Good morning on Thursday, August 12, 2021: National Julienne Fries Day! (with an exclamation mark added, but why?). It’s also Baseball Fans Day, National Sewing Machine Day (see below), IBM PC Day (see below), Baseball Fans Day, Truck Driver Day, Vinyl Record Day, and World Elephant Day.
News of the Day:
It’s now 204 days since the Bidens moved into the White House, promising all Americans that they’d procure a First Cat. Well, there is no First Cat. We was had!
Big kerfuffle in Texas: A Texas Supreme Court judge has lifted a legal order that prevented Democratic state representative who fled Texas—seeking to prevent the formation of a quorum necessary to pass a voting-restriction bill—.from being arrested for violating their legal duties. In other words, those representatives, many of whom hied themselves to Washington D.C., can now be either arrested or forced to go back to work, though extraditing them from D.C. (many are still there) might be difficult. An excerpt:
The Texas House Speaker’s office confirmed Tuesday night that the Speaker has signed civil arrest warrants for 52 House Democrats who are absent without excuses. Those warrants will be delivered to the sergeant-at-arms in the morning for service.
My prediction: nobody will be arrested, but this situation cannot persist indefinitely. I suppose the Democrats must ultimately subject themselves to the rule of law, even if they object to the law that they must vote on.
Meanwhile on the left coast, California has become the nation’s first state to require that schoolteachers and school staff must be either vaccinated or face regular covid testing if they’re to work at public schools. This adds school employees to state employees and healthcare workers, also required to be vaccinated or tested. My view: good for California—roll up your sleeves or leave.
At last somebody has called out the hypocrisy of Ben & Jerry, who recently decided to not sell their ice cream to Jewish storekeepers in East Jerusalem and the West Bank (Palestinian merchants, I believe, can keep selling it). The caller-outer, however, is a conservative, so many people who dismiss arguments based on who makes them will dismiss this piece. The author is Bret Stephens, who wrote a new NYT editorial called “The cheap and easy sanctimony of Ben & Jerry“. An excerpt (note that Unilever acquired the Ben & Jerry brand but promised to honor the social activism of the brand itself, activism promoted by Ben and Jerry):
We live in the era of “Woke, Inc.,” to borrow the title of Vivek Ramaswamy’s delightful new book on what he calls “corporate America’s social justice scam” — an era in which corporations adopt trendy causes to help shield them from criticism while pumping up their stock prices. There’s Gillette, trying to peddle razors by decrying toxic masculinity. There’s Nike, minting money off Colin Kaepernick’s protests. There’s BP, rebranding itself as “Beyond Petroleum” — and then spilling 200 million gallons of crude into the Gulf of Mexico.
But Cohen and Greenfield are the godfathers of Woke Inc., pioneers of a unique marketing magic that seeks to get people to believe that buying a high-fat, high-sugar product that contributes to diabetes and obesity also makes us more virtuous. I don’t want to overstate things here, since I’m as guilty as the next guy of scarfing down a half pint (OK, sometimes more) of New York Super Fudge Chunk. But at least I don’t pretend that I’m making the world a better place in the bargain.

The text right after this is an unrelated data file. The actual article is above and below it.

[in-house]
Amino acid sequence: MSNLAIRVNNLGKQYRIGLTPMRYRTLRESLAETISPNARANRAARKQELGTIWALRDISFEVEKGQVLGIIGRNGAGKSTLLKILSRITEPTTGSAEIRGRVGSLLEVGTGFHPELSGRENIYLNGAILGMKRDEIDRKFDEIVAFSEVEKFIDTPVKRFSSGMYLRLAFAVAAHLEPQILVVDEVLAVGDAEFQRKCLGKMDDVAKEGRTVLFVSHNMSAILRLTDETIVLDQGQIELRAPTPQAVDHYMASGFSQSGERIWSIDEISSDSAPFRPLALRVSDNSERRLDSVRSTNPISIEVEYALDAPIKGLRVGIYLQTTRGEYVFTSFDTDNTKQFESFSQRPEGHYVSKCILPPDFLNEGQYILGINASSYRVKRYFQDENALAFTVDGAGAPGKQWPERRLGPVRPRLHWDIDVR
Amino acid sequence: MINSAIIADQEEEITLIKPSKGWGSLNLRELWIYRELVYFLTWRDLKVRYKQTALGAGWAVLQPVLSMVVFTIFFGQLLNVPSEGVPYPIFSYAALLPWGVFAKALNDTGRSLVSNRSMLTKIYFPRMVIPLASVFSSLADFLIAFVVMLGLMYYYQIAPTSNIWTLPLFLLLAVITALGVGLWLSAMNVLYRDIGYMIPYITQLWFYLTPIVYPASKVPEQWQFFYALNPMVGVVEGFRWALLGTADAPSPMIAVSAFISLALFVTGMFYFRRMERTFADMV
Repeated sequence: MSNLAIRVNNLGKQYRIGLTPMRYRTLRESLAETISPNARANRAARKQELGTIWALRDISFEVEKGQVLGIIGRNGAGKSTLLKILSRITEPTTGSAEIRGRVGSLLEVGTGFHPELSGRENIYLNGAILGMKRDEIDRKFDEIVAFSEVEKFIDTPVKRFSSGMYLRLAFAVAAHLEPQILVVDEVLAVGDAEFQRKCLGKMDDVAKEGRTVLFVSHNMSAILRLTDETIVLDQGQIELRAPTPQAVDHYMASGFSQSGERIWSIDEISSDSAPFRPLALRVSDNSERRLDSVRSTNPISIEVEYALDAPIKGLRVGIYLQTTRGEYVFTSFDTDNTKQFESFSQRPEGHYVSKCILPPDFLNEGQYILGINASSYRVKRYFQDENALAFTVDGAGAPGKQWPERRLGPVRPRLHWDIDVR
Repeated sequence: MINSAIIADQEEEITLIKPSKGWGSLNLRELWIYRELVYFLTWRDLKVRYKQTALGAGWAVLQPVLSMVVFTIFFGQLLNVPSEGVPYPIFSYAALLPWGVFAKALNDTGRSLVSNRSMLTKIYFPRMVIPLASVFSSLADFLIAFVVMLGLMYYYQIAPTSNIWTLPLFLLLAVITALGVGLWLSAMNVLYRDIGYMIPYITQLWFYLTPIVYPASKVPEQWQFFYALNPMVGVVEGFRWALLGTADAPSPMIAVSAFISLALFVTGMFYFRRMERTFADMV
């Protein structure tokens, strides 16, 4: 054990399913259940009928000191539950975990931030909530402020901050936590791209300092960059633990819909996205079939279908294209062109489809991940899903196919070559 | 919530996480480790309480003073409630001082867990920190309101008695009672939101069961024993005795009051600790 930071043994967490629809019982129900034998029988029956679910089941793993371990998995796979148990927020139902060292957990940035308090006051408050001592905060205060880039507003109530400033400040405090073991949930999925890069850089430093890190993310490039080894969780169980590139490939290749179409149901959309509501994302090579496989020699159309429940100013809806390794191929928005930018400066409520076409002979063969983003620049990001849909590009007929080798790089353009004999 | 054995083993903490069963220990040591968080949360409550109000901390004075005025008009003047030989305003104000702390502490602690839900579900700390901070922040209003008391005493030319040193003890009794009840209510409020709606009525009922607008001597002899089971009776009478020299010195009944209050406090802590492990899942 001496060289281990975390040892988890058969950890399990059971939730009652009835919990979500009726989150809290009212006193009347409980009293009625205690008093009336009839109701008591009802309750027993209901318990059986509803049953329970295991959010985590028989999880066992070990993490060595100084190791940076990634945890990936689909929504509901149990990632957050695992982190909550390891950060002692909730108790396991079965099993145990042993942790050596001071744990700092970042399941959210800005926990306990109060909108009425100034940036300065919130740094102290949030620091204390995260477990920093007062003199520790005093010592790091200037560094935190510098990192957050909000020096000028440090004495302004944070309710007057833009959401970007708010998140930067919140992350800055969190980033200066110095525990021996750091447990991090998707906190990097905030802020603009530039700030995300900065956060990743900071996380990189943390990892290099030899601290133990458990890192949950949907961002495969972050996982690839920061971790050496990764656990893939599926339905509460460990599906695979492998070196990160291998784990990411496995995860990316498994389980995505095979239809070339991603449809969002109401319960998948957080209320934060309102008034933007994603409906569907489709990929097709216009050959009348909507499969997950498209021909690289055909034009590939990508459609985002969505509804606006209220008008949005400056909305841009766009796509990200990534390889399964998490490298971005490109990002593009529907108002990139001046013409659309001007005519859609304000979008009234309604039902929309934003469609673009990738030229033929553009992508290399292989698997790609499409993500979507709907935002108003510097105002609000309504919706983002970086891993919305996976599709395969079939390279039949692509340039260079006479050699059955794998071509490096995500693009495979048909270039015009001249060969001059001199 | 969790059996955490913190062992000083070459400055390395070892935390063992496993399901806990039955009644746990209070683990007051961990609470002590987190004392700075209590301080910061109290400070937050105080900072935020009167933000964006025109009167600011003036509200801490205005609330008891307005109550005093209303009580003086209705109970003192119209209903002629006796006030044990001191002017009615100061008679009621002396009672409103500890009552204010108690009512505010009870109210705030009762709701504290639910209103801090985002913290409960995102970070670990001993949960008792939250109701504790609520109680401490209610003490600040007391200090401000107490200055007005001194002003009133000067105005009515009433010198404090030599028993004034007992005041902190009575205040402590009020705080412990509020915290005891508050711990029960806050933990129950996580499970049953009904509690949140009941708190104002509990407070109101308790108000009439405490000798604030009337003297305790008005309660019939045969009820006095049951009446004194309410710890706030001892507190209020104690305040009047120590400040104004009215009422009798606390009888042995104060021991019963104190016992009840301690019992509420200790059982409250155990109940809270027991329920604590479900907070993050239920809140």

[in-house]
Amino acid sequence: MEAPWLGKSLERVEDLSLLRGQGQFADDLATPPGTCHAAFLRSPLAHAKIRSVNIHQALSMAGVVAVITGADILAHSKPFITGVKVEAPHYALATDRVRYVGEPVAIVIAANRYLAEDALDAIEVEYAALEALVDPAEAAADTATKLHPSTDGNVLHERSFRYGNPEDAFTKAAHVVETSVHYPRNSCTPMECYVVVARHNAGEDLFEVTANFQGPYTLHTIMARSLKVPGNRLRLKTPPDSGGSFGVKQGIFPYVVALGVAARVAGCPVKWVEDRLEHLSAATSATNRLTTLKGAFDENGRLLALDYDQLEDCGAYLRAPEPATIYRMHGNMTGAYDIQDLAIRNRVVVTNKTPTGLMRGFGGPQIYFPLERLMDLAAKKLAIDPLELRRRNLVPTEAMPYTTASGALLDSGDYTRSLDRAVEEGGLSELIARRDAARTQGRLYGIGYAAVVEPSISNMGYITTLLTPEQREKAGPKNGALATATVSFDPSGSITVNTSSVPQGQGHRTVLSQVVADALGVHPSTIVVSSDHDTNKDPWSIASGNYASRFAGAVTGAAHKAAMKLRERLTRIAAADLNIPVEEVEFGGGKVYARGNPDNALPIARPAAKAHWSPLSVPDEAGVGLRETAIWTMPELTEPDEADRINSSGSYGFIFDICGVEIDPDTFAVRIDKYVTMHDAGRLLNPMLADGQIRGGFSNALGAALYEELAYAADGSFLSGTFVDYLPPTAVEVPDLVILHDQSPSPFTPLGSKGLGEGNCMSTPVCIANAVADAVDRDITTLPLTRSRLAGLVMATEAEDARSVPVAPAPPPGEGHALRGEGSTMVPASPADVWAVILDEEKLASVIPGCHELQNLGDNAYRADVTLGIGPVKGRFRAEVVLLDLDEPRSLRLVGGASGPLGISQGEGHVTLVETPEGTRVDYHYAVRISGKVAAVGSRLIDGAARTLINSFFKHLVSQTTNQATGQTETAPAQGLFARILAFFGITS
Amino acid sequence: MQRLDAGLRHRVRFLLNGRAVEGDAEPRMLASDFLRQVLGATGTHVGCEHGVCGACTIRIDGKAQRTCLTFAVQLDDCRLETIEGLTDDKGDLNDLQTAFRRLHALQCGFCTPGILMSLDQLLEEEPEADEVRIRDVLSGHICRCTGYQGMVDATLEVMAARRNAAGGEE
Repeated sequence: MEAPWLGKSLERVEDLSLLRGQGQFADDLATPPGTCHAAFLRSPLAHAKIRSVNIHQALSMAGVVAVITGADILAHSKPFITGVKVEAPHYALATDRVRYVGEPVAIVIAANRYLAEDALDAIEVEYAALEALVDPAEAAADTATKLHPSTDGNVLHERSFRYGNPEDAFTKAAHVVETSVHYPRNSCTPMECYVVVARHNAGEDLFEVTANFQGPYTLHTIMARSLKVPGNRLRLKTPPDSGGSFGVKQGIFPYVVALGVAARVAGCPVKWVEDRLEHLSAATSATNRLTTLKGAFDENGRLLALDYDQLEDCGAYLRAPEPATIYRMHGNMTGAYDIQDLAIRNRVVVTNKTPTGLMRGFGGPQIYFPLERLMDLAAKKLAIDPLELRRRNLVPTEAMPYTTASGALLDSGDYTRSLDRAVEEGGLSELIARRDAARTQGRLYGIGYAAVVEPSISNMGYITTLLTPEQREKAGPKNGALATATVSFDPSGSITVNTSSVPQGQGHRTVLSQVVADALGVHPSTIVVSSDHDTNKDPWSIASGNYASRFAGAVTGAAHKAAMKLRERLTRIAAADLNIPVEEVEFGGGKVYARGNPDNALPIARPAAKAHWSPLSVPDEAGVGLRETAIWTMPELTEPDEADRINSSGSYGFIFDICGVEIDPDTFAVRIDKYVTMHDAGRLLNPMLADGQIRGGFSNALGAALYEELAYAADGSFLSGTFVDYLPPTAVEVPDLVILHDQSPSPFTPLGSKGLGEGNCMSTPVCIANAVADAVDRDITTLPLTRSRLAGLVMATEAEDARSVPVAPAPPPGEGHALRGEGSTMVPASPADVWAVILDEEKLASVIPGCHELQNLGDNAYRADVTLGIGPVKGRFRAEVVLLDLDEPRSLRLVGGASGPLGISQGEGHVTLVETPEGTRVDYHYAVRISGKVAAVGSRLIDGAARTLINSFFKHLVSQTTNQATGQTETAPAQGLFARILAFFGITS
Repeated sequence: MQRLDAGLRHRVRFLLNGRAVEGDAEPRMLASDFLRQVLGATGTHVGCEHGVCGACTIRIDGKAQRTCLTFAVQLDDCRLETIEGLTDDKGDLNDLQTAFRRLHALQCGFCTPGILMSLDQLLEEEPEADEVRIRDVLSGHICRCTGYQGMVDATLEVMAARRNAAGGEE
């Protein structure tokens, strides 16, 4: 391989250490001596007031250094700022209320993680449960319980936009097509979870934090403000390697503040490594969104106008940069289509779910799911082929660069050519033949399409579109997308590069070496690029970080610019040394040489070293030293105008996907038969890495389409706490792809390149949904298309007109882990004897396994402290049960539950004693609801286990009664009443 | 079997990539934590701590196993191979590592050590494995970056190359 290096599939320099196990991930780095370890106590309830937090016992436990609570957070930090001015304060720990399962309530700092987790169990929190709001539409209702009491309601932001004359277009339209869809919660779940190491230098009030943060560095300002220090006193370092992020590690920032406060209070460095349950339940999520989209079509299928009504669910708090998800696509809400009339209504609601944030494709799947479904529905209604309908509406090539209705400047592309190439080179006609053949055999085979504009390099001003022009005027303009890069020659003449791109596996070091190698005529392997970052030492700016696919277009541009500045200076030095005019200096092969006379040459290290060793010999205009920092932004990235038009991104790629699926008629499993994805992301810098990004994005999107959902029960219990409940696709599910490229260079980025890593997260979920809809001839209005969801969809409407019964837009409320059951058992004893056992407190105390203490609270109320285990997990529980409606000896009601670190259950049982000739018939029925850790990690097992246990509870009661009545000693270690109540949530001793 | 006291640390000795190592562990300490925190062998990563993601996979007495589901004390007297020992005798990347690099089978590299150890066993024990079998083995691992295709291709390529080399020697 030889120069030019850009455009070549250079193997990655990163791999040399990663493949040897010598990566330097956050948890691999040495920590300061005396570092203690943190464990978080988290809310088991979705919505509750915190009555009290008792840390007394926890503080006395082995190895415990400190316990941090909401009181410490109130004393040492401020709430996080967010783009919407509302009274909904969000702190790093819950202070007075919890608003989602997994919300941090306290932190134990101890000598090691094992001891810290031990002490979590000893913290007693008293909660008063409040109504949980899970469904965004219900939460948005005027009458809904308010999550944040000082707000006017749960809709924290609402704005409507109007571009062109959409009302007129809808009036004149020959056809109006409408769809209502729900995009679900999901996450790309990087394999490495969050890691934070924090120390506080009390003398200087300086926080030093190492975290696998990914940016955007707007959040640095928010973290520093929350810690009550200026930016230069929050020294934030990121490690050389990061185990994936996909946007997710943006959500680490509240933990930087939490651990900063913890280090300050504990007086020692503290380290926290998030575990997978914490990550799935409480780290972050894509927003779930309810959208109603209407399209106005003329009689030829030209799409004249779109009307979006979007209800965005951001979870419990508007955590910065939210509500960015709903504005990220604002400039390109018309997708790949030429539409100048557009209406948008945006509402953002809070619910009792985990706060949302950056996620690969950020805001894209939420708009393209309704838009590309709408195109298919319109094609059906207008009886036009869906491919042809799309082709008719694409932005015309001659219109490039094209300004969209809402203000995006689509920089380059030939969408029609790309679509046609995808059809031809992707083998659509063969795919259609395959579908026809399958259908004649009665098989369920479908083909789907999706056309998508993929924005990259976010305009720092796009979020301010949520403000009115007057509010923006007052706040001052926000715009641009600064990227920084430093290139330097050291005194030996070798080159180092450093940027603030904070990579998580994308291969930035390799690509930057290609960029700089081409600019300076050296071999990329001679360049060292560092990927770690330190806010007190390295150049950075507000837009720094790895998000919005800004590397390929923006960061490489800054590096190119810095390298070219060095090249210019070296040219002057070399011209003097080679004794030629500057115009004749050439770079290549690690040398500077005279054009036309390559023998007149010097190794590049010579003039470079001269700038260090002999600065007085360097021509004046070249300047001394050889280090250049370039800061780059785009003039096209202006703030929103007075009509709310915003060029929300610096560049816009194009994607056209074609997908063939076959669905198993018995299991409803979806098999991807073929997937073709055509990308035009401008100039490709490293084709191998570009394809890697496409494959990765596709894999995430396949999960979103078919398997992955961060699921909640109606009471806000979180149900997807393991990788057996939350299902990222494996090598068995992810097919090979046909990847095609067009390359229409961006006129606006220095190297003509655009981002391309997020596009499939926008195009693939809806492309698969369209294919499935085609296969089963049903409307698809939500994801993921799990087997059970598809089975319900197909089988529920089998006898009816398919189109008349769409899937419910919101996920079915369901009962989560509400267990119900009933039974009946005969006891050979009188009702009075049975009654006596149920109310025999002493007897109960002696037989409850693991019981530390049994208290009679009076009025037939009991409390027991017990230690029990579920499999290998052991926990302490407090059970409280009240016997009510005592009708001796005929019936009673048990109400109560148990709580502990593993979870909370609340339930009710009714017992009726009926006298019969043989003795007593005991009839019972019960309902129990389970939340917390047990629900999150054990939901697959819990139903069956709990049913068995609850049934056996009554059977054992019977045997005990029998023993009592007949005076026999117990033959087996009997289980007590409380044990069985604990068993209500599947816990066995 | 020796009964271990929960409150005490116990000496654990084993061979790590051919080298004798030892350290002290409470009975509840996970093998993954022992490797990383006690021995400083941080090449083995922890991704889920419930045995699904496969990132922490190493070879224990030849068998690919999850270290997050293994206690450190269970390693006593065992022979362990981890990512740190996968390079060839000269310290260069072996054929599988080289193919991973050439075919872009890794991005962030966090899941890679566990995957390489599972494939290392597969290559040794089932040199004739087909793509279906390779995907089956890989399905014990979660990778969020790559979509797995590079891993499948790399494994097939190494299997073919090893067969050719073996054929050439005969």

. . .As for Unilever, it will be hard-pressed to honor its promise to stay in Israel while keeping out of the West Bank, since Israeli law forbids companies from operating that way. It will also have to seek approval from the ticked-off Ben & Jerry’s board for a new Israeli licensee once the current contract expires next year.
So much for Cohen and Greenfield bravely honoring the principle to distinguish between the West Bank and Israel. What we really have is a feckless political gesture, a corporate fiasco, a de facto boycott of the Jewish state, an enraged Israeli government, and a handful of customers who won’t get their Chunky Monkey cravings satisfied. Just how any of this translates into peace or justice, much less ending “the occupation,” is anyone’s guess.
Just a few days after announcing, in tears, that he’ll be leaving Barcelona, soccer superstar Lionel Messi has signed with Paris Saint-Germain. Messi’s two-year contract pays him an annual salary of 35 million euros ($41 million). That’s a tad less than Neymar’s salary for the Paris club (37 million euros/$43.4 million), but all that matters at those levels is vanity. Anyway, Neymar is 29, while Messi, at 34, is getting a bit long in the tooth. Nevertheless, Messi performed very well for Barca last season. It’s a shame he left.
Finally, today’s reported Covid-19 death toll in the U.S. is 618,701, an increase of 552 deaths over yesterday’s figure. The reported world death toll is now 4,338,701, an increase of about 10,400 over yesterday’s total.
Stuff that happened on August 12 includes:
- 1765 – Treaty of Allahabad is signed. The Treaty marks the political and constitutional involvement and the beginning of Company rule in India.
- 1851 – Isaac Singer is granted a patent for his sewing machine.
Here’s the working model that Singer submitted with his patent:
- 1865 – Joseph Lister, British surgeon and scientist, performs 1st antiseptic surgery.
Here’s what the historic operation involved, according to Wikipedia:
On 12 August 1865, Lister achieved success for the first time when he used full-strength carbolic acid to disinfect a compound fracture. He applied a piece of lint dipped in carbolic acid solution onto the wound of a eleven year-old boy, James Greenlees, who had sustained a compound fracture after a cart wheel had passed over his leg. After four days, he renewed the pad and discovered that no infection had developed, and after a total of six weeks he was amazed to discover that the boy’s bones had fused back together, without suppuration. He subsequently published his results in The Lancet in a series of six articles, running from March through July 1867.
Here’s the young Lister: